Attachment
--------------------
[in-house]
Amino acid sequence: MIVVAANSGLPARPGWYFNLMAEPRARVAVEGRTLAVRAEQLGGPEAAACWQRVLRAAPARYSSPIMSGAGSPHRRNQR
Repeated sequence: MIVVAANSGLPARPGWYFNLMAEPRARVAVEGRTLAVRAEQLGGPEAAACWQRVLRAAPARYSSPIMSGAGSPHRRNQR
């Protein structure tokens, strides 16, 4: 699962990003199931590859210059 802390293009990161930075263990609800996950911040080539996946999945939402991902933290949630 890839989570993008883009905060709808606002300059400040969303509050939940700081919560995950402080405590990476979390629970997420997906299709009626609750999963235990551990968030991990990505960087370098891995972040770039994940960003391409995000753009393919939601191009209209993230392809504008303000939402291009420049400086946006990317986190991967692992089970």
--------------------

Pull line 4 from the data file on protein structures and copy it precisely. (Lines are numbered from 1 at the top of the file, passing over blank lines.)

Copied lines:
């Protein structure tokens, strides 16, 4: 699962990003199931590859210059 802390293009990161930075263990609800996950911040080539996946999945939402991902933290949630 890839989570993008883009905060709808606002300059400040969303509050939940700081919560995950402080405590990476979390629970997420997906299709009626609750999963235990551990968030991990990505960087370098891995972040770039994940960003391409995000753009393919939601191009209209993230392809504008303000939402291009420049400086946006990317986190991967692992089970």